In 1992, after a police officer killed a notorious member of the Ahumadas – Georgie – the police chief of Riverside told the LA Times that the department had no vendetta against any of the families out in Casa Blanca.

“We’re not killing them–they’re killing each other,” he said. “If we really (sought) revenge, and wanted to carry it to its extreme, the best thing we could do is sit back and do nothing because they’ll eventually kill each other.”

Over the years, it all got very complicated, with people intermarrying but at the same time feuding, and having to choose sides. Eventually it devolved into two gangs – Fern Street (Ahumada) and Evans Street (Lozano) gangs. For years the gangs that grew from this feud were known for their violence.Riverside Casa blanca 6

Then about three years ago, it all stopped. Graffiti, feuding just ended. There hasn’t been a major crime incident in Casa Blanca for a while now, I’m told.

One cop I toured with said he thought it had to do with an order from drug-trafficking groups that the violence was attracting police attention and getting in the way of business.

That seems a likely possibility, something that’s happened elsewhere in Southern California as well.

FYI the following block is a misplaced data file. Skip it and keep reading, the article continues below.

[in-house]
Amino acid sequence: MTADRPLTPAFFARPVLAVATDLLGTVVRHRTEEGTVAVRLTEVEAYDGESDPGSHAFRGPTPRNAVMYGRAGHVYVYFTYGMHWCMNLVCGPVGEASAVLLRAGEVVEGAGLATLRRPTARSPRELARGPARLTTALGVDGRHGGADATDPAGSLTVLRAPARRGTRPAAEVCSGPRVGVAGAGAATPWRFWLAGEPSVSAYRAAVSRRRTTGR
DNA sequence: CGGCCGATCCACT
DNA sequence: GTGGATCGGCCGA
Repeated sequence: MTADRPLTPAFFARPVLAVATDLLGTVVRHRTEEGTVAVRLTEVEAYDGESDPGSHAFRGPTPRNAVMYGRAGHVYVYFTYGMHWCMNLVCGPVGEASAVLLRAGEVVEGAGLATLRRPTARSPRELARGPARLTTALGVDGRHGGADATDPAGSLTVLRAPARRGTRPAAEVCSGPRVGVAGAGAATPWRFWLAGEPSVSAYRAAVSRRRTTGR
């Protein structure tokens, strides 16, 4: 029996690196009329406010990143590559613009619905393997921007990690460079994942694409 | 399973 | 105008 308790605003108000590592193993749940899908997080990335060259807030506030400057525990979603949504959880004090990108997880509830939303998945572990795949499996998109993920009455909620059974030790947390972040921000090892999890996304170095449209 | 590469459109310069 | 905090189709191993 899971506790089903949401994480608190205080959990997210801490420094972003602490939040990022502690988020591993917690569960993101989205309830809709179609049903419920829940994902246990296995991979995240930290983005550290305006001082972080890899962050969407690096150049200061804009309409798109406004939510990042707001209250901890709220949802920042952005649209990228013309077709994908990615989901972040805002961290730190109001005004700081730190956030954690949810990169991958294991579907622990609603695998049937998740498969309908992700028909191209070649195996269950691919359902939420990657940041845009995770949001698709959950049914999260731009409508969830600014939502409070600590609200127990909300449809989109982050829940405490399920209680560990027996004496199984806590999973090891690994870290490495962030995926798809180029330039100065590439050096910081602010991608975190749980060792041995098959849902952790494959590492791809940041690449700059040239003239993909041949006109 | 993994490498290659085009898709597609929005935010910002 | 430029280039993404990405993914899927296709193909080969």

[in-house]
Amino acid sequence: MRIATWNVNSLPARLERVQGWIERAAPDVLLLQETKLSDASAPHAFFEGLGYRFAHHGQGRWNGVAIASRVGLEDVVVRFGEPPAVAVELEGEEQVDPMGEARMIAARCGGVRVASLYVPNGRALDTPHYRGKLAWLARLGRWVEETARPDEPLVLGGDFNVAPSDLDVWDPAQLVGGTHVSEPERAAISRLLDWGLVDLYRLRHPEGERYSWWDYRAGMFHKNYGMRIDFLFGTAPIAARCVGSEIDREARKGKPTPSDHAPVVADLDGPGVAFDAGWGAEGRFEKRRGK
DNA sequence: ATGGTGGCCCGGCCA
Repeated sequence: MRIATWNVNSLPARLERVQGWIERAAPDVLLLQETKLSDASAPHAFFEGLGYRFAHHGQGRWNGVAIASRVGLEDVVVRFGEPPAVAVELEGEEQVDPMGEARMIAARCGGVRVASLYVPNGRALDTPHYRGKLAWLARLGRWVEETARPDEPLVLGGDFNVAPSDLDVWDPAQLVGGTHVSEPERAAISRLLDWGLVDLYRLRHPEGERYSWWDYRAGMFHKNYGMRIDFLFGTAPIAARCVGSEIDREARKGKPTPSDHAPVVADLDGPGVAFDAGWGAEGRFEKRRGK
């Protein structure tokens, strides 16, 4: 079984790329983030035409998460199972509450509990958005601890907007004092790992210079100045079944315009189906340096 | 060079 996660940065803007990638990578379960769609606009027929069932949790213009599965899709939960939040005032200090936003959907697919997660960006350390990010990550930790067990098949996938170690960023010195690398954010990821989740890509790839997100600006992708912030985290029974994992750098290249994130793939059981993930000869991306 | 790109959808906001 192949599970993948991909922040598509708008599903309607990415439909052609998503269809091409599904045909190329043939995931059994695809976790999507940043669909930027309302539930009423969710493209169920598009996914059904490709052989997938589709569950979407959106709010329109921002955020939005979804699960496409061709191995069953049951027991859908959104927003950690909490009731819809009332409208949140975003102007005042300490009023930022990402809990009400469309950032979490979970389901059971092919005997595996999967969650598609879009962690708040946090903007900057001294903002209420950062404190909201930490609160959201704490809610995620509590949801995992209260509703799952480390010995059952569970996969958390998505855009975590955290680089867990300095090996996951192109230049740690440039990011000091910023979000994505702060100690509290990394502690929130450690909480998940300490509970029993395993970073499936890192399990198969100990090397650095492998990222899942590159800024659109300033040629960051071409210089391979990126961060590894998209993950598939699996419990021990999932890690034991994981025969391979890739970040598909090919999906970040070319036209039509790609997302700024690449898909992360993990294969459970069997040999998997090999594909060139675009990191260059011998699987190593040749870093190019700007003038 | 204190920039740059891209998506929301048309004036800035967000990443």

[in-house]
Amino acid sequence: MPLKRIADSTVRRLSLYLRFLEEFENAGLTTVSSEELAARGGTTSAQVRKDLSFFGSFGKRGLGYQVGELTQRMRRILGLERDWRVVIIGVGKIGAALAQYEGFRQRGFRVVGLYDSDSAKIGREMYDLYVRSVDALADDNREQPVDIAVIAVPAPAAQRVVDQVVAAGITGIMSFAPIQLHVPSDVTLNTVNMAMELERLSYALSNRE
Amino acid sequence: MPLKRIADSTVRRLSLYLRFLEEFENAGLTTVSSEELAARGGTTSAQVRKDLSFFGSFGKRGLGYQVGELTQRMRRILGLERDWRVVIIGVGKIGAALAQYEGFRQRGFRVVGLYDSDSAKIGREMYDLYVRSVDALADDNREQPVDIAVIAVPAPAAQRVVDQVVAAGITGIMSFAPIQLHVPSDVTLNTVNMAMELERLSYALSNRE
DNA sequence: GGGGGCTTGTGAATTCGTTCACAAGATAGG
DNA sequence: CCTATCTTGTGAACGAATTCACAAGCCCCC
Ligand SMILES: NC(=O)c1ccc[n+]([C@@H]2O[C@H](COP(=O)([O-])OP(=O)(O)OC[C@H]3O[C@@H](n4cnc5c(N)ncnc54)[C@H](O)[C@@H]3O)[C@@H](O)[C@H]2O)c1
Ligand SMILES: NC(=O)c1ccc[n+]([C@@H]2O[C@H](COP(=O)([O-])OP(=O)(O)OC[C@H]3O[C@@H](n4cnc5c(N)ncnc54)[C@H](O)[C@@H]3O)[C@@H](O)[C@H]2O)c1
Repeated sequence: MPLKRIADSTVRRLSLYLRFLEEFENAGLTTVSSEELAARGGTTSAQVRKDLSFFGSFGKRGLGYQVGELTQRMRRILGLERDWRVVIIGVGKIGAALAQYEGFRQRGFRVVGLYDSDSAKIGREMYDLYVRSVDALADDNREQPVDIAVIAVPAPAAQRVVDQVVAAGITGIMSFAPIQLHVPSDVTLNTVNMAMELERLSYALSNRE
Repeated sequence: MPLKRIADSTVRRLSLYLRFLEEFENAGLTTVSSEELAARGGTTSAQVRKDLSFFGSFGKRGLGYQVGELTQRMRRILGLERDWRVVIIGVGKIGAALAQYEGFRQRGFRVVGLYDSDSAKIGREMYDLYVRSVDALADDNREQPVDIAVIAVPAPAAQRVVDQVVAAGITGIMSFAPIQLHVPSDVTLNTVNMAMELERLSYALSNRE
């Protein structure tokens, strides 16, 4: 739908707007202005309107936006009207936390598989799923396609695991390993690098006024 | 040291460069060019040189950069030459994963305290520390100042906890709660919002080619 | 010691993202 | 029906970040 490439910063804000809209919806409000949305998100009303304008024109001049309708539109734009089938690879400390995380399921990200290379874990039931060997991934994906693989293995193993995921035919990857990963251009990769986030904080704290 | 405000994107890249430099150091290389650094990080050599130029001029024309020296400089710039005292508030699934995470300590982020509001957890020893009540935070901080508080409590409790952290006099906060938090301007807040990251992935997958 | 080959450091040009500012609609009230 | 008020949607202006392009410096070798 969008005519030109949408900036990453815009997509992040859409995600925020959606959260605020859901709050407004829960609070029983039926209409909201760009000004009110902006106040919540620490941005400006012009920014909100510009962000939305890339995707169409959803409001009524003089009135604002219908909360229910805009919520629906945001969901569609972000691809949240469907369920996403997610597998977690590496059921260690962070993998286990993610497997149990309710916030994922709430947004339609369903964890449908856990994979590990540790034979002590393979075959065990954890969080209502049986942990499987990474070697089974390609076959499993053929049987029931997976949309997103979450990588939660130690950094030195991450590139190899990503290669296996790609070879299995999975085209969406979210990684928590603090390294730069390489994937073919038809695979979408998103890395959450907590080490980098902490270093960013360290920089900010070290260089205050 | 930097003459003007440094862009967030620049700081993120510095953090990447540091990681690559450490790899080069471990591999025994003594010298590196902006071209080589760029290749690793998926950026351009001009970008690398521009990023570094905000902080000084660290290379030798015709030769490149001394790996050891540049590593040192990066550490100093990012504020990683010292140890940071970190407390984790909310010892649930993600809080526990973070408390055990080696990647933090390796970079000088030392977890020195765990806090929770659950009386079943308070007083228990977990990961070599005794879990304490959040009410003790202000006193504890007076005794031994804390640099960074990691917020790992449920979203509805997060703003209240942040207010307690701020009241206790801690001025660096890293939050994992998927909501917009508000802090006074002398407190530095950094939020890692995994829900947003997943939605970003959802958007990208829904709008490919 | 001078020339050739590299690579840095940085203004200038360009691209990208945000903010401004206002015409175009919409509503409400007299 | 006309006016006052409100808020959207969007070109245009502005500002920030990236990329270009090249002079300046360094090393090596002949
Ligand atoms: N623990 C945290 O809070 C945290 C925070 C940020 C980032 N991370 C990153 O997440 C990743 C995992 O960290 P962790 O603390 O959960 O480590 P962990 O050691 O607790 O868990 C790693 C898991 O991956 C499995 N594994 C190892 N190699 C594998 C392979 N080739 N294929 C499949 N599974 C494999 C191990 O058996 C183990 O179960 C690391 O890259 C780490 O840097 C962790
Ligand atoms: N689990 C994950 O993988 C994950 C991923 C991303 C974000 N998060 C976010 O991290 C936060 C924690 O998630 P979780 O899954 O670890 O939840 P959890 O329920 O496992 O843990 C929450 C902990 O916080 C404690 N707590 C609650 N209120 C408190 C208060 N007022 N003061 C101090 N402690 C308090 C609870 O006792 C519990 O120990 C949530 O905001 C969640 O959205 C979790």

But it also seems to me that the world finally came to Casa Blanca, too. A lot of the old families have died, or moved away, or are doing time. Many new residents are from other countries, including Mexico and Central America, and aren’t invested in, or care about, the barrio history.

I went by Ahumada’s Market. An Indian man has owned it for 10 years. There’s a Korean church on Madison, along with a library branch. A Korean man owns a market nearby as well.

Maybe in the rapid-fire change of economics, real estate and culture in Southern California, in contrast to other other parts of the world I could name, it’s more accurate to say that “Todo Se Olvida” – Everything Gets Forgotten.

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A Deportee’s Story

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The other day, I met a kid who was deported to Tijuana from Long Beach.

I’ll call him Carlos, 21.

When he was three, Carlos’s mother took him from their town in Zacatecas, Mexico. They crossed the border illegally and settled in Long Beach, where Carlos grew up and graduated from Lakewood High School.

He studied fashion design at Long Beach City College and got a job in the shipping department of American Apparel in L.A.

Then one night Long Beach police stopped a car he was in and found the driver had some drugs and took everyone in the car into custody. They put an immigration hold on Carlos and a while later he was sent back to Mexico.

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Classical music in Tijuana’s slums

Yesterday, I toured the Centro de Artes Musicales in Tijuana, a nonprofit that has set up youth orchestras in several of the worst slum neighborhoods of this sprawling town.

The CAM formed four years ago and is modeled on El Sistema, Venezuela’s youth orchestra network, which produced LA Phil director Gustavo Dudamel.